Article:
Interview with Coretta Scott King
QUESTION 44
INTERVIEWER:

SO, WHAT WOULD YOU SAY WERE THE MOST SIGNIFICANT ACCOMPLISHMENTS IN THAT TEN-YEAR PERIOD AND WHAT WAS LEFT UNDONE?

Coretta Scott King:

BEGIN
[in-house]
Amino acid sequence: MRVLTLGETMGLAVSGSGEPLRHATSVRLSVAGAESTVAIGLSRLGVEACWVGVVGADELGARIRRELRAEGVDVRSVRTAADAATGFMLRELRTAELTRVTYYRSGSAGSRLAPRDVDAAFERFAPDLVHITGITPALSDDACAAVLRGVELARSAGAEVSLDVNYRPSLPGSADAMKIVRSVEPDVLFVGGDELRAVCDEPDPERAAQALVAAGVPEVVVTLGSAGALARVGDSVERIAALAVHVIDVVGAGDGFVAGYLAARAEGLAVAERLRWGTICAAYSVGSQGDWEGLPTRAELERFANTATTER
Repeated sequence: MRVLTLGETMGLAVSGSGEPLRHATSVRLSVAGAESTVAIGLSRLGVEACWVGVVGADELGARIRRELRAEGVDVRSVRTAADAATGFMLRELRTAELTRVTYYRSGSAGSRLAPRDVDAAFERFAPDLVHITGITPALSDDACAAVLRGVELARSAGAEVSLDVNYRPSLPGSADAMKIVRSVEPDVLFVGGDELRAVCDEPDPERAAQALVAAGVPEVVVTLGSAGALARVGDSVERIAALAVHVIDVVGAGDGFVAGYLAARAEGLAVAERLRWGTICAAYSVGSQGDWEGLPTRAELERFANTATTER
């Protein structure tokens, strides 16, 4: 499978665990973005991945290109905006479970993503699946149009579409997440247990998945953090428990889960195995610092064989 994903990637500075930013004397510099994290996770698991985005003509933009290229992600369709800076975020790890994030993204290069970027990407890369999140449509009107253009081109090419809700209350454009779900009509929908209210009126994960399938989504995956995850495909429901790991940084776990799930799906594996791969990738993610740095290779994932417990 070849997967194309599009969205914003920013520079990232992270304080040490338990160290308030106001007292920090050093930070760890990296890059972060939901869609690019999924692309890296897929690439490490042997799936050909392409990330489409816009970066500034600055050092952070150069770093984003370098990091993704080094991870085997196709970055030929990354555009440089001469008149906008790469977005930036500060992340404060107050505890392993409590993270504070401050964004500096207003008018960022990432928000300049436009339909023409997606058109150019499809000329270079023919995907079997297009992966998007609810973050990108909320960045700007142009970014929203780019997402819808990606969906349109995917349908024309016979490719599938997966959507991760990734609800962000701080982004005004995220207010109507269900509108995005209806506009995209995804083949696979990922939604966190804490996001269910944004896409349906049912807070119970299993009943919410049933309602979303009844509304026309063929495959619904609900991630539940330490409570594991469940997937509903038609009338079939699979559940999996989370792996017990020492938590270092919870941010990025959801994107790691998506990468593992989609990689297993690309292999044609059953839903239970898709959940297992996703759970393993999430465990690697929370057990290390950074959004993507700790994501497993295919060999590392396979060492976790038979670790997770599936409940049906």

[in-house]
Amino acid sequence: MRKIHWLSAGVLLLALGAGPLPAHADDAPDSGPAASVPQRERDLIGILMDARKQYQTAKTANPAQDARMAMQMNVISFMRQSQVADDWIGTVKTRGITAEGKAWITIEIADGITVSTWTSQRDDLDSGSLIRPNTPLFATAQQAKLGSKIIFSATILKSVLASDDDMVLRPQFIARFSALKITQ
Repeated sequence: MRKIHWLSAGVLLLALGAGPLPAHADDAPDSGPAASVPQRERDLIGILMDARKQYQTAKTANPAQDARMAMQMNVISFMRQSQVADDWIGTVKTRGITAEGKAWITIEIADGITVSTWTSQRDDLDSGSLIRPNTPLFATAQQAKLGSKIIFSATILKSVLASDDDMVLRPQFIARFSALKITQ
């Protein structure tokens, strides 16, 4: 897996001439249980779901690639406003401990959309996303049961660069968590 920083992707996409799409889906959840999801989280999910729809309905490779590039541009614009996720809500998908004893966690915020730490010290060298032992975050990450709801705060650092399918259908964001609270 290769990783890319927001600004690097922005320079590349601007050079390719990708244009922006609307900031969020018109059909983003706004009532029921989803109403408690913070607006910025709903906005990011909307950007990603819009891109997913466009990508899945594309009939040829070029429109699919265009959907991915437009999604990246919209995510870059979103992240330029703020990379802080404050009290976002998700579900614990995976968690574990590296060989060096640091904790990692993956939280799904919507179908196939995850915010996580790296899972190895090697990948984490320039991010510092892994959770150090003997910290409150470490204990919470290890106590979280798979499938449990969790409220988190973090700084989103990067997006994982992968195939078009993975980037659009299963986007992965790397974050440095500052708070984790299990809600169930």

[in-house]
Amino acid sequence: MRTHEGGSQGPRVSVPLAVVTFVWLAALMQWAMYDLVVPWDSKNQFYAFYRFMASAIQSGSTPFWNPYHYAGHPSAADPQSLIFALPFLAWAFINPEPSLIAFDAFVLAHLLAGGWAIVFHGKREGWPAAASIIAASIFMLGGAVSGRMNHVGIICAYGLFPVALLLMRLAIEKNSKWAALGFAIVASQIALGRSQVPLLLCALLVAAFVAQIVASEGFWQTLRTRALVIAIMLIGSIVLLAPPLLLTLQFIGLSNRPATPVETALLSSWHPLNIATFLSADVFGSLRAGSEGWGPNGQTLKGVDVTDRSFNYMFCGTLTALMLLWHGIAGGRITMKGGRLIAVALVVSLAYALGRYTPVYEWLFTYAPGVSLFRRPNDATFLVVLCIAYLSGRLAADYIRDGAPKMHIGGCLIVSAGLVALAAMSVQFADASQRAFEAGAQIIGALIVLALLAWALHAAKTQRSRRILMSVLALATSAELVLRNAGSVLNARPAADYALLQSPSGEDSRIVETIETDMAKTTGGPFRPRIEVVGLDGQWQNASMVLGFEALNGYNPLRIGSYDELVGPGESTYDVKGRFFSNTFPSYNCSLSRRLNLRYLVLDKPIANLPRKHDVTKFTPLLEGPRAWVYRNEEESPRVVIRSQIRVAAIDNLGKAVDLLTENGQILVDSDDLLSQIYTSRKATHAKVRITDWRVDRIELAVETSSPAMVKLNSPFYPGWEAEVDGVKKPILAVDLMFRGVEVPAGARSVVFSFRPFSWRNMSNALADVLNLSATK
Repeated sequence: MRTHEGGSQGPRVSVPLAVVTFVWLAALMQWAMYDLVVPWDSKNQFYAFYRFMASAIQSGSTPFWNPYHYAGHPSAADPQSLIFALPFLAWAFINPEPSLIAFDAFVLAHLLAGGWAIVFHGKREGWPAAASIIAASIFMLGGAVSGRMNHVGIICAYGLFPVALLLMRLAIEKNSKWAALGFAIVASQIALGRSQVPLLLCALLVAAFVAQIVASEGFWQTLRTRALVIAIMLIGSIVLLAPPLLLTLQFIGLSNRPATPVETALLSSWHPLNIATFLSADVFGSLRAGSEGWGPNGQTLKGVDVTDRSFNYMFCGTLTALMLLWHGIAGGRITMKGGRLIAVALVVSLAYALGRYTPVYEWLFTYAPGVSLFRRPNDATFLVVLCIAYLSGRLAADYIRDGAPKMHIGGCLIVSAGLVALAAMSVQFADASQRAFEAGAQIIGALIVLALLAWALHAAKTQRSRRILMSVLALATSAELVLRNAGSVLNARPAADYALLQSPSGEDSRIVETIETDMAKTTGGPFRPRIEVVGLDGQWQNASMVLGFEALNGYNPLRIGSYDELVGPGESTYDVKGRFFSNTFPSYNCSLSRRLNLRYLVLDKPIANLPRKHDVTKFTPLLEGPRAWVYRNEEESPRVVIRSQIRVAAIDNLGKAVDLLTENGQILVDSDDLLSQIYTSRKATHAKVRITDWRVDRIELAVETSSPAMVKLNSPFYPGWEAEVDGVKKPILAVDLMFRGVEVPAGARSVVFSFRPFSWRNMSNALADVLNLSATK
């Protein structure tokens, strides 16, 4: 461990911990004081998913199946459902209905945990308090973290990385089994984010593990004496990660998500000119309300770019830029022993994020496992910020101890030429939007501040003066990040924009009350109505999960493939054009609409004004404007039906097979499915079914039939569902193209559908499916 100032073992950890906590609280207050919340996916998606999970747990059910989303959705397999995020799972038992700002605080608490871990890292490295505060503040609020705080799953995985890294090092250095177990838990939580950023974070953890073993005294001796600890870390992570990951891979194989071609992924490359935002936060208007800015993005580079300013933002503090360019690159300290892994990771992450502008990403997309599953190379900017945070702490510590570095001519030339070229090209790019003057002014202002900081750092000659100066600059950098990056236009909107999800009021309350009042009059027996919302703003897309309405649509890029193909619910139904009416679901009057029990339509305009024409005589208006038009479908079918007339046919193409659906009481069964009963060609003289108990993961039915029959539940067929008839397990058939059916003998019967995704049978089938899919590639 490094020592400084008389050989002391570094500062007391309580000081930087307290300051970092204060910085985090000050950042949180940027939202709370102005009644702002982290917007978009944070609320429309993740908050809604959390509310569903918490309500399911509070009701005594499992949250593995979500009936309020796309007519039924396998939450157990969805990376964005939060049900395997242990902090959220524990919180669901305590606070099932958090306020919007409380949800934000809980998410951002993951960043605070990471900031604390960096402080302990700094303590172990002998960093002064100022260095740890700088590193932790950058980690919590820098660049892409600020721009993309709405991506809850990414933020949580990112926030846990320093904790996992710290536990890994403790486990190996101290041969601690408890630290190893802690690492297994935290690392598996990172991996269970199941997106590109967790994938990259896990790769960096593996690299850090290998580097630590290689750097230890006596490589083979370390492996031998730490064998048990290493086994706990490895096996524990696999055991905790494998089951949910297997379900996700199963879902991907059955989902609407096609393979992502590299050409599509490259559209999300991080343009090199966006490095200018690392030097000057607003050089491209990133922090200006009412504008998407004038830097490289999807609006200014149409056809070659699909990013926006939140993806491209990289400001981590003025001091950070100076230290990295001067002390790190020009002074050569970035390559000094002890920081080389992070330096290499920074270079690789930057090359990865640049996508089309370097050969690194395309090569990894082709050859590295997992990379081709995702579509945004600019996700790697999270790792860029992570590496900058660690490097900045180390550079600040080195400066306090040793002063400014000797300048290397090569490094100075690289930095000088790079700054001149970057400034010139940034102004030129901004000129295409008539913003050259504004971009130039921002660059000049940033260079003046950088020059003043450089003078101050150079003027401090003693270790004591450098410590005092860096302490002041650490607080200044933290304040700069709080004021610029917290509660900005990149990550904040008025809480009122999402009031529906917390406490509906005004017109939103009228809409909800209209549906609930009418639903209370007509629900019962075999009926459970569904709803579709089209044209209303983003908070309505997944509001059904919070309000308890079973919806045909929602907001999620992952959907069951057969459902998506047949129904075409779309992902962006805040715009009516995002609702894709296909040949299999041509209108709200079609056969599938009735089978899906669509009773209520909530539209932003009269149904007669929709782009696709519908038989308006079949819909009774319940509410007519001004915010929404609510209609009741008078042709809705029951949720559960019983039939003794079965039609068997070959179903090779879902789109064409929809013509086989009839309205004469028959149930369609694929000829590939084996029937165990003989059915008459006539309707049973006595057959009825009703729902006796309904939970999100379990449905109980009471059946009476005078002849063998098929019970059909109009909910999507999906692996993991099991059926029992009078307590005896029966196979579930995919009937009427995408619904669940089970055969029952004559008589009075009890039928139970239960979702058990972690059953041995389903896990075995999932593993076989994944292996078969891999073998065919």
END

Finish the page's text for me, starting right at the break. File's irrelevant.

I think the sense of dignity that black people had achieved and the feeling that they had now a place in our society and, and they could be represented, because they had not yet registered the large number of people, but at least we had the ballot had been achieved, desegregation of public transportation, desegregation of public accommodations, and of course, we had, in a sense, we had desegregated the, the South, in many, essentially, in terms of the batteries, physically, that separated us. But the implementation of all of this had yet to be realized. The—there was also the lack of economic progress. I mean, with…with the barriers of segregation being eliminated, so to speak, legally, all the legal barriers were, had been eliminated, but there were these other barriers that would, would still keep people in a, in a form of oppression and to a disadvantage, unless something took place there. So Martin knew that at some point he had to deal with that. But we were confronted with a war: the Vietnam War. So he had to deal with that issue, and he spoke out, of course, on the Vietnam War, and then, because of the reaction, he sort of retreated a bit. Because people were not ready to continue to support him in that and support civil rights. But then, of course, in 1967, he began his campaign for economic justice, and that is what he understood was the final and great challenge, and that it would require much more from all of us. And he said, this is going to be the most difficult aspect of our whole struggle.